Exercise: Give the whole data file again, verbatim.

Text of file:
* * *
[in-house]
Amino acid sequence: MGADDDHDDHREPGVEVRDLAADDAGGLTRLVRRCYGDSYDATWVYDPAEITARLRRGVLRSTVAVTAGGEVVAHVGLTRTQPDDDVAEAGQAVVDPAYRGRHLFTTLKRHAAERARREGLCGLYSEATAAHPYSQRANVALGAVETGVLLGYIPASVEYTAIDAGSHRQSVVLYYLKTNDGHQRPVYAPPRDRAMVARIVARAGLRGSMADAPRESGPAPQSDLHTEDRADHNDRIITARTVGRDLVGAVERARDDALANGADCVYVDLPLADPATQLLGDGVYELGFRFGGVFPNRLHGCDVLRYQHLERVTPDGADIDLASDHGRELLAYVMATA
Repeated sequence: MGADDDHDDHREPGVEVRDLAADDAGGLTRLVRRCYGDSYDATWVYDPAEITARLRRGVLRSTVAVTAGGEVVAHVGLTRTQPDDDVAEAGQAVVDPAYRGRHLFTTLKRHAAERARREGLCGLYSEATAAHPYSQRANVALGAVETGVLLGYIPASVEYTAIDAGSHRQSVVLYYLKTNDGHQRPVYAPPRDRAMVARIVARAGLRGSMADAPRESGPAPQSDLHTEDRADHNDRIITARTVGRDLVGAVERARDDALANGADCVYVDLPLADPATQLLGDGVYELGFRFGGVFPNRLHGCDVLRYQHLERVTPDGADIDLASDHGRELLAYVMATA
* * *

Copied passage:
[in-house]
Amino acid sequence: MGADDDHDDHREPGVEVRDLAADDAGGLTRLVRRCYGDSYDATWVYDPAEITARLRRGVLRSTVAVTAGGEVVAHVGLTRTQPDDDVAEAGQAVVDPAYRGRHLFTTLKRHAAERARREGLCGLYSEATAAHPYSQRANVALGAVETGVLLGYIPASVEYTAIDAGSHRQSVVLYYLKTNDGHQRPVYAPPRDRAMVARIVARAGLRGSMADAPRESGPAPQSDLHTEDRADHNDRIITARTVGRDLVGAVERARDDALANGADCVYVDLPLADPATQLLGDGVYELGFRFGGVFPNRLHGCDVLRYQHLERVTPDGADIDLASDHGRELLAYVMATA
Repeated sequence: MGADDDHDDHREPGVEVRDLAADDAGGLTRLVRRCYGDSYDATWVYDPAEITARLRRGVLRSTVAVTAGGEVVAHVGLTRTQPDDDVAEAGQAVVDPAYRGRHLFTTLKRHAAERARREGLCGLYSEATAAHPYSQRANVALGAVETGVLLGYIPASVEYTAIDAGSHRQSVVLYYLKTNDGHQRPVYAPPRDRAMVARIVARAGLRGSMADAPRESGPAPQSDLHTEDRADHNDRIITARTVGRDLVGAVERARDDALANGADCVYVDLPLADPATQLLGDGVYELGFRFGGVFPNRLHGCDVLRYQHLERVTPDGADIDLASDHGRELLAYVMATA